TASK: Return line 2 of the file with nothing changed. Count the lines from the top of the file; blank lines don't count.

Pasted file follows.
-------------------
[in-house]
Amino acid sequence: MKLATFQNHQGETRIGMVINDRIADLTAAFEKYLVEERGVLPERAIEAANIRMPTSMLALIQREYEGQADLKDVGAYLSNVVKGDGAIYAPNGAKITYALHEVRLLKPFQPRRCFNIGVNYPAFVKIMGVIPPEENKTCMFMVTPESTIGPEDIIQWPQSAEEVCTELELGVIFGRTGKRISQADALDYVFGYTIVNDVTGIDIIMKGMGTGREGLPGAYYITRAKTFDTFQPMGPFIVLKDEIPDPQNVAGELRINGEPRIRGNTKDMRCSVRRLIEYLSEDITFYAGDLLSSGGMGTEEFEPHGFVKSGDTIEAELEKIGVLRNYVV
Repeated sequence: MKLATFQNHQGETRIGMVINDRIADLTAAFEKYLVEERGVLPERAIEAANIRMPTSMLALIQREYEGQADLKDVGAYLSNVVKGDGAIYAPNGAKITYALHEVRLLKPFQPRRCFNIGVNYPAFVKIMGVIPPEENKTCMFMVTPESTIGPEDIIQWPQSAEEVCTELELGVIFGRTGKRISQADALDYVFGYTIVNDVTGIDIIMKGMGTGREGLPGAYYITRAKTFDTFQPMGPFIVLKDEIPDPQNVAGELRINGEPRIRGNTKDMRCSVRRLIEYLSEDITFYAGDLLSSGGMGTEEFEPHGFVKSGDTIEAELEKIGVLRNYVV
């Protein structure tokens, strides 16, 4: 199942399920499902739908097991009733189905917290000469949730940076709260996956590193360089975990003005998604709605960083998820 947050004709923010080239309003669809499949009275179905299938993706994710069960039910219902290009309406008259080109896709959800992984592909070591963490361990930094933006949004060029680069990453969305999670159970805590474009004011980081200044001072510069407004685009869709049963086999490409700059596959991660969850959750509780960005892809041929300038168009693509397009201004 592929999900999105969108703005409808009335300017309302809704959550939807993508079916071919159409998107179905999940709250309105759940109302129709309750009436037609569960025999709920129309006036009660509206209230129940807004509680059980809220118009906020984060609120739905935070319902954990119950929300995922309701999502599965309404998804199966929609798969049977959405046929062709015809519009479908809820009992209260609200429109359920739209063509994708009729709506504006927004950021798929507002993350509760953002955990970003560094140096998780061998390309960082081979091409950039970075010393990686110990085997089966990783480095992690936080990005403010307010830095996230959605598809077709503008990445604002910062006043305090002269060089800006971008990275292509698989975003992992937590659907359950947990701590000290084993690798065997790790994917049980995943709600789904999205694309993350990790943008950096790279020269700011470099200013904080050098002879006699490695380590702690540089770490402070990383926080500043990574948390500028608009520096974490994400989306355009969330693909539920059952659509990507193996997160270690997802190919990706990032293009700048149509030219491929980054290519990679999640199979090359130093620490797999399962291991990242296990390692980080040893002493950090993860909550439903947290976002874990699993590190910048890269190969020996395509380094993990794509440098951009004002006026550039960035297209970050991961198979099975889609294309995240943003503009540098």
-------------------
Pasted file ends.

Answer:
Amino acid sequence: MKLATFQNHQGETRIGMVINDRIADLTAAFEKYLVEERGVLPERAIEAANIRMPTSMLALIQREYEGQADLKDVGAYLSNVVKGDGAIYAPNGAKITYALHEVRLLKPFQPRRCFNIGVNYPAFVKIMGVIPPEENKTCMFMVTPESTIGPEDIIQWPQSAEEVCTELELGVIFGRTGKRISQADALDYVFGYTIVNDVTGIDIIMKGMGTGREGLPGAYYITRAKTFDTFQPMGPFIVLKDEIPDPQNVAGELRINGEPRIRGNTKDMRCSVRRLIEYLSEDITFYAGDLLSSGGMGTEEFEPHGFVKSGDTIEAELEKIGVLRNYVV